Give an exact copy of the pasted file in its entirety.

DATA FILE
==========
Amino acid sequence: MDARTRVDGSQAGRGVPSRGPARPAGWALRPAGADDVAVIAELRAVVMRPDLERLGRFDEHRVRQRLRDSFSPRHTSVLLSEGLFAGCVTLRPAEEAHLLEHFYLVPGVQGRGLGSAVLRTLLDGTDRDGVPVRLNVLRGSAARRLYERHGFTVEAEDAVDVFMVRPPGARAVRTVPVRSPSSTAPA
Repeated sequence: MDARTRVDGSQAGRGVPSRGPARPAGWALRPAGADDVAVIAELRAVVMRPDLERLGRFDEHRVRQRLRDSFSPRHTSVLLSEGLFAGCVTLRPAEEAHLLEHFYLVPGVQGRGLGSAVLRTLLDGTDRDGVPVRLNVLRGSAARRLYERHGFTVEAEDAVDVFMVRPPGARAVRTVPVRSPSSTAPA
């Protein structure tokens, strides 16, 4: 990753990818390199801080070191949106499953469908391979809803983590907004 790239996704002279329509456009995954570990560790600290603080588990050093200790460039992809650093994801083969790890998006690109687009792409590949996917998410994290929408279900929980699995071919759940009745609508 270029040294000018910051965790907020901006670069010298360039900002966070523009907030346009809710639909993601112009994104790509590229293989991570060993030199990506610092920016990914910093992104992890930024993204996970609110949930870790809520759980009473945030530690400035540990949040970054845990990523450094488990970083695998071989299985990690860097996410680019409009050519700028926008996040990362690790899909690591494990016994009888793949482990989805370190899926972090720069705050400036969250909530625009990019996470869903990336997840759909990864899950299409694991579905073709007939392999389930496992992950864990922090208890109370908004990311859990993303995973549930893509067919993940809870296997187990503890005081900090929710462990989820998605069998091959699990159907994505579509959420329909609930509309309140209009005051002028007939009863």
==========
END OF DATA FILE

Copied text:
Amino acid sequence: MDARTRVDGSQAGRGVPSRGPARPAGWALRPAGADDVAVIAELRAVVMRPDLERLGRFDEHRVRQRLRDSFSPRHTSVLLSEGLFAGCVTLRPAEEAHLLEHFYLVPGVQGRGLGSAVLRTLLDGTDRDGVPVRLNVLRGSAARRLYERHGFTVEAEDAVDVFMVRPPGARAVRTVPVRSPSSTAPA
Repeated sequence: MDARTRVDGSQAGRGVPSRGPARPAGWALRPAGADDVAVIAELRAVVMRPDLERLGRFDEHRVRQRLRDSFSPRHTSVLLSEGLFAGCVTLRPAEEAHLLEHFYLVPGVQGRGLGSAVLRTLLDGTDRDGVPVRLNVLRGSAARRLYERHGFTVEAEDAVDVFMVRPPGARAVRTVPVRSPSSTAPA
């Protein structure tokens, strides 16, 4: 990753990818390199801080070191949106499953469908391979809803983590907004 790239996704002279329509456009995954570990560790600290603080588990050093200790460039992809650093994801083969790890998006690109687009792409590949996917998410994290929408279900929980699995071919759940009745609508 270029040294000018910051965790907020901006670069010298360039900002966070523009907030346009809710639909993601112009994104790509590229293989991570060993030199990506610092920016990914910093992104992890930024993204996970609110949930870790809520759980009473945030530690400035540990949040970054845990990523450094488990970083695998071989299985990690860097996410680019409009050519700028926008996040990362690790899909690591494990016994009888793949482990989805370190899926972090720069705050400036969250909530625009990019996470869903990336997840759909990864899950299409694991579905073709007939392999389930496992992950864990922090208890109370908004990311859990993303995973549930893509067919993940809870296997187990503890005081900090929710462990989820998605069998091959699990159907994505579509959420329909609930509309309140209009005051002028007939009863």